Florida A&M University (FAMU) has been selected to receive a five-year, $16 million partnership grant from the National Cancer Institute (NCI), a division of the National Institutes of Health (NIH), to establish a center that will address cancer health equity in Black and Latino populations, while also providing cancer research, education and training experiences.
This grant is led by two innovative FAMU scientists R. Renee Reams, Ph.D., and Kinfe “Ken” Redda, Ph.D., both are among the esteemed faculty in the FAMU College of Pharmacy and Pharmaceutical Sciences (COPPS). Awarded under the NCI’s U54/Comprehensive Partnerships to Advance Cancer Health Equity Program, the project is the first of its kind that allows parallel collaboration from multiple principal investigators from other universities, also known as a “Triad Partnership.” Institutions partnering with FAMU include the University of Florida and the University of Southern California. Funding for the project titled, “Florida-California Cancer Research, Education and Engagement (CaRE2) Health Equity Center” will be equally distributed across the three universities.
“Cancer is a devastating disease in the USA and globally. Although the morbidity and mortality rates have improved over the years, we have not yet succeeded in addressing all the health disparity issues we observe in Black and Latino populations. Florida and California have the fastest growing Latino populations and hence the impetus for this bicoastal partnership,” said Redda, who previously served as vice president for Research at FAMU, while managing an active medicinal chemistry research laboratory, which has produced five patented technologies.
For the past five years, Reams served as the principal investigator of FAMU’s highly successful NIH/NCI-funded FAMU Minority Cancer Research and Training Center, a partnership grant between FAMU and UF, which trained FAMU undergraduate students and provided pilot research funds to junior faculty.
“In line with FAMU’s long-term goal of addressing health disparities, and my work on prostate cancer health disparities nationally and globally, this grant represents a high point in my career as a cancer health disparity researcher,” Reams said. “This project will serve as a catalyst for creating new and outstanding research opportunities for FAMU that will profoundly impact the communities we serve. Dr. Redda and I will have the opportunity to serve as equal partners in steering a successful research program that will positively impact the health of so many individuals.”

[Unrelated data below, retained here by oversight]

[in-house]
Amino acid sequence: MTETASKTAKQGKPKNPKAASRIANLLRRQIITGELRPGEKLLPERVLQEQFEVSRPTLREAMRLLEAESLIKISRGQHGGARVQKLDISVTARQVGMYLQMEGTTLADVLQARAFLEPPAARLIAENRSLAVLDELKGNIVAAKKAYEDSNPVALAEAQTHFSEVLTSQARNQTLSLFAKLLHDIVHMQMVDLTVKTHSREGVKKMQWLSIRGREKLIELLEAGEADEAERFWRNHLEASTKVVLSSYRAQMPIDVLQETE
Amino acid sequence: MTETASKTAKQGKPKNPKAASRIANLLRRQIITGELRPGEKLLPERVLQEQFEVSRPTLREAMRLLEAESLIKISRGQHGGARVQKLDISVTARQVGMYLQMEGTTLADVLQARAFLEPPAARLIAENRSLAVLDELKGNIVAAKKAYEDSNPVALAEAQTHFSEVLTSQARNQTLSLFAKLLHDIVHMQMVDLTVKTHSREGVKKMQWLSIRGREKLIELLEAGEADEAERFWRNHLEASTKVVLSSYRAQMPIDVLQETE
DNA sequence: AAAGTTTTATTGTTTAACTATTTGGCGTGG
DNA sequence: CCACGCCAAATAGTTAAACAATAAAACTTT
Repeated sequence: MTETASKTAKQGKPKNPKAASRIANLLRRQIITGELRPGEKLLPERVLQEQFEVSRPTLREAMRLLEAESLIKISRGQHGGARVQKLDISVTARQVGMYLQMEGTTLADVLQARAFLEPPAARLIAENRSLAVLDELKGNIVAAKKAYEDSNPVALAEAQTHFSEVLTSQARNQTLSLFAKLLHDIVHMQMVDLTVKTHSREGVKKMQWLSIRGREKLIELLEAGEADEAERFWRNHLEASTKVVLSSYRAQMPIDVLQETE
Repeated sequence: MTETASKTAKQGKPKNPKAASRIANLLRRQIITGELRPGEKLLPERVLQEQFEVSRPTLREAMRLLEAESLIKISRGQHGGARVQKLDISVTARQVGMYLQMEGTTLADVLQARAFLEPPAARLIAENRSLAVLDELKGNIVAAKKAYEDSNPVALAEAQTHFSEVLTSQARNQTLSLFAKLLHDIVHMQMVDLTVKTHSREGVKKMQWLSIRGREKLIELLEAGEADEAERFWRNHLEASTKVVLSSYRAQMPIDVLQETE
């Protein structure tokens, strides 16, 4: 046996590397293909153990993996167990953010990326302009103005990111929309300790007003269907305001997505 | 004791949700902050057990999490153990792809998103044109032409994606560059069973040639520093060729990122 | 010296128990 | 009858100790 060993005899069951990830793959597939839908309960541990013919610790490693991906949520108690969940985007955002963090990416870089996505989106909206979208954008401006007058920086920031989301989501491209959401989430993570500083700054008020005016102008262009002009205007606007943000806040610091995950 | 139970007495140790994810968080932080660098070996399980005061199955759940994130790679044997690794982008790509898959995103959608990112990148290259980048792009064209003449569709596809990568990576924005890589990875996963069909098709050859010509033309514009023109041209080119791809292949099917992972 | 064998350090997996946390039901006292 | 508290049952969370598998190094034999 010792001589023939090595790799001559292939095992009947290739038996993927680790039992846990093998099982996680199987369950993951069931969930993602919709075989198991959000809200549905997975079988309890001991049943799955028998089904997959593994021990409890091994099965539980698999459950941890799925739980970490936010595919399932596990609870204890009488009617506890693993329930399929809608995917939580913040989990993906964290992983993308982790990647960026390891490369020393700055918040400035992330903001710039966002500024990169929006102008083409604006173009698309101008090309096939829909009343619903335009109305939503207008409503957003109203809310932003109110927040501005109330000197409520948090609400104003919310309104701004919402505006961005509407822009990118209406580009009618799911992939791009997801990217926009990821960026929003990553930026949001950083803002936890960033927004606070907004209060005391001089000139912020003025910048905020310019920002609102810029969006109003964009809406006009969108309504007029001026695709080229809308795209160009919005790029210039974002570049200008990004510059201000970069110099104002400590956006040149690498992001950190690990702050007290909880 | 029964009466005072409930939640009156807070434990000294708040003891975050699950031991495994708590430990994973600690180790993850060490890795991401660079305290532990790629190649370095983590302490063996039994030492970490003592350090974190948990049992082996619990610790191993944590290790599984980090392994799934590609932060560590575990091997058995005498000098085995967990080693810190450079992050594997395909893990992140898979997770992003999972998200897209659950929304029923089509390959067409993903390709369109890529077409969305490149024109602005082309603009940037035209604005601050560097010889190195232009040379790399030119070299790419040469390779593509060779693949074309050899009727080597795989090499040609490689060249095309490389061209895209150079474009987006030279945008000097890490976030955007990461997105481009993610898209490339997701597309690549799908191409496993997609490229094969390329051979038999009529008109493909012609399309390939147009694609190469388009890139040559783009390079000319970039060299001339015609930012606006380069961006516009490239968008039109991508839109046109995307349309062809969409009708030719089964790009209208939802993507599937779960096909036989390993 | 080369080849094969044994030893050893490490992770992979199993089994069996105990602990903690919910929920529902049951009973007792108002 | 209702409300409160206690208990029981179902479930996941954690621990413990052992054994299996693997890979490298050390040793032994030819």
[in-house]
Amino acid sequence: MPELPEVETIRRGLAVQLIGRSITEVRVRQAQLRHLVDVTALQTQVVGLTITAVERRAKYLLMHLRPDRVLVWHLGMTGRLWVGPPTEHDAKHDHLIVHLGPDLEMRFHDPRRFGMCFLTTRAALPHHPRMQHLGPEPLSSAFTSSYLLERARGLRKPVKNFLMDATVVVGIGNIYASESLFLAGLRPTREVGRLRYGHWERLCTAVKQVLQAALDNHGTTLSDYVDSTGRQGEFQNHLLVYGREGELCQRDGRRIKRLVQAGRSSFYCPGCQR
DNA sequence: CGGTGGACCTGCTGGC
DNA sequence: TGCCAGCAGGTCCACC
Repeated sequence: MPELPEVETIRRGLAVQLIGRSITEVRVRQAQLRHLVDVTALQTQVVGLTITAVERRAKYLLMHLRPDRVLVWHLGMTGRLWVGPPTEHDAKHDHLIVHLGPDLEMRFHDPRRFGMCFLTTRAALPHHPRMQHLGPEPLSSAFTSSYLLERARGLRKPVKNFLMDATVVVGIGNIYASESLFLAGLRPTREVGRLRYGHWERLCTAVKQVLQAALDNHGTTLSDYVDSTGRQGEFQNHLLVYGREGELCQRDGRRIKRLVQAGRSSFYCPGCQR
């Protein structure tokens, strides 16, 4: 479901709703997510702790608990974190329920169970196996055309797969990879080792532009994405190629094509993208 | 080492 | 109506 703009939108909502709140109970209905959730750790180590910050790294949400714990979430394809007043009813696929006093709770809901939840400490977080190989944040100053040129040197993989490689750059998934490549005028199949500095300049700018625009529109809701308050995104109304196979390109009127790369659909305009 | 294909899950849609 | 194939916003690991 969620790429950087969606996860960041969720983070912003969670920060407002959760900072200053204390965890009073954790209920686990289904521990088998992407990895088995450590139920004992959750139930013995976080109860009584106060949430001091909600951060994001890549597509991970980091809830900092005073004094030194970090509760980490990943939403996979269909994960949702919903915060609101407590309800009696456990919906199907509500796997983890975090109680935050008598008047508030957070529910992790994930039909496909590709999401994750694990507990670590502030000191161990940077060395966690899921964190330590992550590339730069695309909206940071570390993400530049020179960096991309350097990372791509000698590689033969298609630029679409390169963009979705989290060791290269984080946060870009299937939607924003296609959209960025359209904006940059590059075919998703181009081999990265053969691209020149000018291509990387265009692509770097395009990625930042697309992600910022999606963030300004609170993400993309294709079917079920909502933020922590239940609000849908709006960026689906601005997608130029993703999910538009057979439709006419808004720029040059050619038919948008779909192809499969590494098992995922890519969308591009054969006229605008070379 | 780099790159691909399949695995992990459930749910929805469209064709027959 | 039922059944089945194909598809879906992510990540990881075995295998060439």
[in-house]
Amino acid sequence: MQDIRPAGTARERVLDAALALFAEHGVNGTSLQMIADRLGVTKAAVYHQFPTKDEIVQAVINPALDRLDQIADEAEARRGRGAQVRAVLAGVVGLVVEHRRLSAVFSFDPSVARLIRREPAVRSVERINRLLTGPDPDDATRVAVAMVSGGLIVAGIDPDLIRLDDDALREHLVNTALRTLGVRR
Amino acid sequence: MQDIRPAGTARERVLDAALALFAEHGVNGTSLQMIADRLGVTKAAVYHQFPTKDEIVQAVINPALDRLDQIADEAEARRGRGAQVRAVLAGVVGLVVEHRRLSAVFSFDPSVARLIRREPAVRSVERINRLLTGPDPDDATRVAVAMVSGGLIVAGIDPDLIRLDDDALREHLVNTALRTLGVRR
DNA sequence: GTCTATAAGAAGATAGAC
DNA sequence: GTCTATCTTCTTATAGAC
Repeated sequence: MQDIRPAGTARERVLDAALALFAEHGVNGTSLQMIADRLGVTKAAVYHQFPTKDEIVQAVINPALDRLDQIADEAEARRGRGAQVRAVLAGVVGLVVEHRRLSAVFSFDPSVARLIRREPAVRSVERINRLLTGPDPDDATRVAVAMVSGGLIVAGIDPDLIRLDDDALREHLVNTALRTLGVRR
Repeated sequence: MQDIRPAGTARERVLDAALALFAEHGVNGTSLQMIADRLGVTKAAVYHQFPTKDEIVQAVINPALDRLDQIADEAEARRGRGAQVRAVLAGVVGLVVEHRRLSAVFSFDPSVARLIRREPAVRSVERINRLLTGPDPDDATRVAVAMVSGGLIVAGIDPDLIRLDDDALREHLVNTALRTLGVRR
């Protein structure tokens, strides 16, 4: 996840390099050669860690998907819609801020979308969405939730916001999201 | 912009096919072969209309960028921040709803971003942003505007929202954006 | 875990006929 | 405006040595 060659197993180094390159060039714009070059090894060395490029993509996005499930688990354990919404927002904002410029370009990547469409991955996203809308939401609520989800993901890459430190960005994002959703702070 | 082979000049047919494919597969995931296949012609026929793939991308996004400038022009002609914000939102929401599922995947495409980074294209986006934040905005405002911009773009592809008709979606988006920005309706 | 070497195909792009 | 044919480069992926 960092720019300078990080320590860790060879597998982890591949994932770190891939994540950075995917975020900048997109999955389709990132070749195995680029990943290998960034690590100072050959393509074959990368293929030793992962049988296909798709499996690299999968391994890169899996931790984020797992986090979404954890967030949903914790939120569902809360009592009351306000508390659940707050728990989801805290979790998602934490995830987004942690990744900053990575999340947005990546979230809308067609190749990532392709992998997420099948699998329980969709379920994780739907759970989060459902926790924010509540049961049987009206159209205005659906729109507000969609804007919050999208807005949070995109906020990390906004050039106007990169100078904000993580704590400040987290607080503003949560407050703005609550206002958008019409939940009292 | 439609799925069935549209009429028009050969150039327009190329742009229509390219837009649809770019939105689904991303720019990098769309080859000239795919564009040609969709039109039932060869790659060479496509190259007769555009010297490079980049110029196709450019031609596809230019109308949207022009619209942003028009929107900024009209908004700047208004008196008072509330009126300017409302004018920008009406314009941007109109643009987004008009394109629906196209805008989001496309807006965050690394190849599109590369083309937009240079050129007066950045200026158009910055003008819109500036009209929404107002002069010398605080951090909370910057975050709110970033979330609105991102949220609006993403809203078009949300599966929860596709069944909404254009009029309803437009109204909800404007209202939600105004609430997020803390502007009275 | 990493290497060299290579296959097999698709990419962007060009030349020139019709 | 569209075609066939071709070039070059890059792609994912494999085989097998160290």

The grant will also support efforts for FAMU to provide research-training opportunities for underrepresented undergraduate and graduate students, postdoctoral fellows and early-stage investigators (ESI) and will promote their individual research and career development.
Leaders of this “Triad” collectively have expertise in translational genomics (a branch of biotechnology), molecular epidemiology, cancer health disparity, drug discovery, predictors of health disparities and intervention and management of cancer pain and end-of-life issues.
This five-year partnership grant funds the following core components at all three institutions:
- Planning and Evaluation
- Three Hypothesis-Driven Cancer Research Projects (Pancreatic & Prostate)
- Virtual Tumor Tissue Repository
- Biostatistics and Informatics
- Research Education and Training for students and junior faculty
- Community Engagement
Investigators participating in the “Triad” from FAMU include:
- Edward Agyare, Ph.D., associate professor of pharmaceutics
FAMU Research Project: “Enhancing Efficacy of Gemcitabine Nanoparticles in Pancreatic PDX Models”
- Renee Reams, Ph.D., professor of biochemistry and medicinal chemistry section chair
USC Research Project: “Disparities in Mitochondrial Peptidomics and Transcriptomics in Prostate Cancer”
- Eun-Sook Lee, Ph.D., professor of pharmacology
UF Research Project: “Contribution of Racial Disparity towards the Early Development of Pancreatic Cancer”
- Hernan Flores-Rozas, Ph.D., associate professor of pharmacology-toxicology and Gebre-egziabher Kiros, Ph.D., professor of public health and biostatistics
FAMU Project: Managing the facilities of the shared resource core, tissue modeling core and bioinformatics and statistical and methodological core housed at FAMU
- Ken Redda, Ph.D., professor emeritus of medicinal chemistry and Bereket Mochona, Ph.D., associate professor of chemistry
FAMU Project: Managing the research and education core designed to train and develop 26 undergraduate trainees, 28 post–baccalaureate trainees, 34 graduate students, 21 postdoctoral fellows and 25 ESI trainees
- Sandra Suther, Ph.D., professor and division director of Economic, Social and Administrative Pharmacy
FAMU Project: Managing the Community Outreach Core to assure the target populations are engaged in every aspect of the Center’s activities through cancer education and dissemination of research results to the lay community.
- Terrell Brown, Ph.D., assistant professor of psychology
FAMU Project: Managing the planning and evaluation core to assist the team to achieve the stated goals, objectives and all milestones through appropriate evaluative mechanisms